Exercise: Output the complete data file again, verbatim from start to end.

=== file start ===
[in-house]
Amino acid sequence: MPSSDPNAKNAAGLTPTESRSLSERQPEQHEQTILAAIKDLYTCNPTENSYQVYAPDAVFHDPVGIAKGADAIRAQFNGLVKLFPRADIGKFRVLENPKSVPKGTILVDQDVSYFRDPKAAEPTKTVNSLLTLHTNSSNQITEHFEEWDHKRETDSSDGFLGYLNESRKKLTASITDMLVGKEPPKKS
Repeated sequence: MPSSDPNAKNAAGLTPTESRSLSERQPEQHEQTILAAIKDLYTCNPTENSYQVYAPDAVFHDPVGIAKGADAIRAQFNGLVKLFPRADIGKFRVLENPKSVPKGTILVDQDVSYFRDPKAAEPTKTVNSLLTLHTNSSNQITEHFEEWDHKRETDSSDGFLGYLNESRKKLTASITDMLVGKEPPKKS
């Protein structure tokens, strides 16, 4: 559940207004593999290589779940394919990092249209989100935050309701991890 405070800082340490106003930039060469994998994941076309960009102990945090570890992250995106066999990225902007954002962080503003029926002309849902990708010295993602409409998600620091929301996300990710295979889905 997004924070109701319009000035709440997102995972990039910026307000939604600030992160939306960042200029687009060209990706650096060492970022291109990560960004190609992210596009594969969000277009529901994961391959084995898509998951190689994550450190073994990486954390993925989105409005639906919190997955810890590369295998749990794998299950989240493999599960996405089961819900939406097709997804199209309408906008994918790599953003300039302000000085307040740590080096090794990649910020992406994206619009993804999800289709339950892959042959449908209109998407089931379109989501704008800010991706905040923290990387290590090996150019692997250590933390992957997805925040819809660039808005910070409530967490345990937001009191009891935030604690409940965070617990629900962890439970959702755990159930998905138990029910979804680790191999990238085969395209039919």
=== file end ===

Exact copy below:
[in-house]
Amino acid sequence: MPSSDPNAKNAAGLTPTESRSLSERQPEQHEQTILAAIKDLYTCNPTENSYQVYAPDAVFHDPVGIAKGADAIRAQFNGLVKLFPRADIGKFRVLENPKSVPKGTILVDQDVSYFRDPKAAEPTKTVNSLLTLHTNSSNQITEHFEEWDHKRETDSSDGFLGYLNESRKKLTASITDMLVGKEPPKKS
Repeated sequence: MPSSDPNAKNAAGLTPTESRSLSERQPEQHEQTILAAIKDLYTCNPTENSYQVYAPDAVFHDPVGIAKGADAIRAQFNGLVKLFPRADIGKFRVLENPKSVPKGTILVDQDVSYFRDPKAAEPTKTVNSLLTLHTNSSNQITEHFEEWDHKRETDSSDGFLGYLNESRKKLTASITDMLVGKEPPKKS
């Protein structure tokens, strides 16, 4: 559940207004593999290589779940394919990092249209989100935050309701991890 405070800082340490106003930039060469994998994941076309960009102990945090570890992250995106066999990225902007954002962080503003029926002309849902990708010295993602409409998600620091929301996300990710295979889905 997004924070109701319009000035709440997102995972990039910026307000939604600030992160939306960042200029687009060209990706650096060492970022291109990560960004190609992210596009594969969000277009529901994961391959084995898509998951190689994550450190073994990486954390993925989105409005639906919190997955810890590369295998749990794998299950989240493999599960996405089961819900939406097709997804199209309408906008994918790599953003300039302000000085307040740590080096090794990649910020992406994206619009993804999800289709339950892959042959449908209109998407089931379109989501704008800010991706905040923290990387290590090996150019692997250590933390992957997805925040819809660039808005910070409530967490345990937001009191009891935030604690409940965070617990629900962890439970959702755990159930998905138990029910979804680790191999990238085969395209039919």